I enjoyed Mr. Goldstein's article, and I fully agree with all that he states. I do, however, differ strongly with how he makes his point. I am not a scientist, but I have long seen that humanity is fast approaching radical and lasting change. In discussing such things with people who have not considered such topics, I have found that phrases like Mr. Goldstein's "Homo technicus won't be anything like us. Homo technicus won't see like us, breed like us, feed like us, or need like us" and "After that, all bets are off" distract terribly from the point one is trying to make concerning the upcoming changes we all face.
It is my experience that people are more open to considering this change when it is made clear that the truth and beauty of human experience is not going to suddenly vanish. Love, laughter, appreciation of art and music, the pursuit of knowledge and understanding, the instinct to stop and watch the sun slide behind the ocean, all of these, and more, will still be part of whatever humanity becomes. Humans are not about to morph into the shiny war machines out of science fiction action movies, we are not going to "live inside computers." We are not going to sacrifice the best parts of the human experience so that we might live longer and be smarter.
In fact, I believe we possess this innate desire to live longer and be smarter because of our unique appreciation of the beauty of the universe. The collective human mind is assuming control of the functions of life, and that is Darwinian survival of the fittest. Our minds desire a better brain as a mind grows stronger, more fit, with every increase in mental capacity. Mind is in fact creating for itself a un-dying platform of unlimited perception, a vehicle with which to explore, and know, every particle of the universe. And surely these liberated minds will paint pictures of what they find out there, write stories and poetry, and watch in stunned amazement as new stars are born.
It seems those directly enmeshed in the actual scientific pursuit of that liberated mind sometimes forget how much appreciation of the good and the beautiful actively shapes human motivations. The scientist's approach to solving problems, unraveling details can perhaps preclude access to the extra perspective needed to see how their work fits into the sum of human experience. But those of us that have the resources and desire to communicate that summation should do so, and do so by making sure that people who listen come away with an integrated perspective of what is really happening.
-- Jeremy Roush
Did anyone tell Mr. Goldstein that we have a national medical meltdown in progress?
I work at the triage desk of a county emergency room, where the lines get longer every day, and getting someone a refill on an old, inexpensive hypertension medicine is a struggle.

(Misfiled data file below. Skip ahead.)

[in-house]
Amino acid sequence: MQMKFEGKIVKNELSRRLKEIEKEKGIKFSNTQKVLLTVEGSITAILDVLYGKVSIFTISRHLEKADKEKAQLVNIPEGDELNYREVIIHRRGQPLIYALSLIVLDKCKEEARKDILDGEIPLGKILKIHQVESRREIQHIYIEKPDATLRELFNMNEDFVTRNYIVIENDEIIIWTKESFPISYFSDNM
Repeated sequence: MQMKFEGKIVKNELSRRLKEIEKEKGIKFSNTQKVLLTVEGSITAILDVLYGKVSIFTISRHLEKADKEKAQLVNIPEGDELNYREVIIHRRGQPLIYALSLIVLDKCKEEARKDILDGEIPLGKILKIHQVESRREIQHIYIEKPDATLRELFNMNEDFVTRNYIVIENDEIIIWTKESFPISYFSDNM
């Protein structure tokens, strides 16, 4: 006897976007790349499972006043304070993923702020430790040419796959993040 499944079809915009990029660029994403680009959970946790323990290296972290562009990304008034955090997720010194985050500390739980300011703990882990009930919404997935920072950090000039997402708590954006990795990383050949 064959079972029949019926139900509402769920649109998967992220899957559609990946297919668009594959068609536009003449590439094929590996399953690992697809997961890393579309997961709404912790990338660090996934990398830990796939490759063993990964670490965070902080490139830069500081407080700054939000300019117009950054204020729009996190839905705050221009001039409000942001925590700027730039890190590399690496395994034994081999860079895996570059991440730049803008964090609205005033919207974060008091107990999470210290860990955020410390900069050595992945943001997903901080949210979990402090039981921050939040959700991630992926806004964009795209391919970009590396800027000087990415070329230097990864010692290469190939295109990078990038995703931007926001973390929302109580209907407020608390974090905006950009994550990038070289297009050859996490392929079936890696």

I'm sure the devices Mr. Goldstein describes will be invented, and then put into lots of rich, fat, white people. Meanwhile, the simplest medical interventions will still be out of reach of over 40 million uninsured Americans.
And the lines keep getting longer.
-- David Sexton
Wow, Dr. Alan H. Goldstein really overstates his case for the biomimetic erasure of human life. He reminds me of those who spend sleepless nights muttering about "gray goo." Clearly much of this technology will remain theoretical, and the rest will be restricted to those wealthy enough to pay for it. Beyond that, the insertion of silicon into genetic code is more likely to create unviable "sports" than any post-human species. Besides that, who besides the terminally self-loathing are going to want to be entirely replaced by synthetic parts? The idea of "improving" humanity to the point where we surpass biology is tainted by our species' tragic experimentation with eugenics and forced sterilization throughout the 20th century which ultimately led to first the murder of the mentally ill and disabled, then on to the mass murder of so-called undesirables: Jews, Queers, Gypsies, political dissidents and the like. Any discussion of ethics in regards to biomimetics must take this precedent into account and begin the debate by asking who will benefit and who will suffer from utilizing these technologies.
-- Will Taylor
Dear God please let me live to see it. Consciousness will not survive trapped in monkey bodies at the bottom of a gravity well. Even if we survive monkey political shenanigans, we are still subject to inevitable ice ages, pole shifts, asteroids, solar flares, and the eventual death of the sun itself.
The natural habitat of Consciousness is the open space between the stars. From there, the next step may well be the open non-space between universes. After that, who knows? But first things first. We have to get off this rock. The "Star Trek" scenario of monkeys in tin cans is not the answer. We must leave the monkey body behind.
-- Bo Ketchin